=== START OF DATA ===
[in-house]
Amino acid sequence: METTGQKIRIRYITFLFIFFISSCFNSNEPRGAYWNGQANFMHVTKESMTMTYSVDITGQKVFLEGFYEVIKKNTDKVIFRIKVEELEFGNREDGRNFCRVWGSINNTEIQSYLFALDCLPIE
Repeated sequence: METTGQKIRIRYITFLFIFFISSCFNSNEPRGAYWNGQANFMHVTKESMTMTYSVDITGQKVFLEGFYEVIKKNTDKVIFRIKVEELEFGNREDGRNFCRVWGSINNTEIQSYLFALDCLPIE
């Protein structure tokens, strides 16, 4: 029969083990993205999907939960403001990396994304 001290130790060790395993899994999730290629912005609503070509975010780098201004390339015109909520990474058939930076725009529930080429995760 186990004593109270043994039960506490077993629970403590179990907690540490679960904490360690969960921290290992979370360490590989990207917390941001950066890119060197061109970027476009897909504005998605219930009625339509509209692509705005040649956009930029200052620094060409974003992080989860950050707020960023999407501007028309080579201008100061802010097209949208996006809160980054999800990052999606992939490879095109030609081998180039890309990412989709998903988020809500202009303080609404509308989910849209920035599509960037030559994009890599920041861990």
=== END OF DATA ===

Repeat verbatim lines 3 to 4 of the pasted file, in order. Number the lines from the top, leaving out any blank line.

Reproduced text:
Repeated sequence: METTGQKIRIRYITFLFIFFISSCFNSNEPRGAYWNGQANFMHVTKESMTMTYSVDITGQKVFLEGFYEVIKKNTDKVIFRIKVEELEFGNREDGRNFCRVWGSINNTEIQSYLFALDCLPIE
């Protein structure tokens, strides 16, 4: 029969083990993205999907939960403001990396994304 001290130790060790395993899994999730290629912005609503070509975010780098201004390339015109909520990474058939930076725009529930080429995760 186990004593109270043994039960506490077993629970403590179990907690540490679960904490360690969960921290290992979370360490590989990207917390941001950066890119060197061109970027476009897909504005998605219930009625339509509209692509705005040649956009930029200052620094060409974003992080989860950050707020960023999407501007028309080579201008100061802010097209949208996006809160980054999800990052999606992939490879095109030609081998180039890309990412989709998903988020809500202009303080609404509308989910849209920035599509960037030559994009890599920041861990």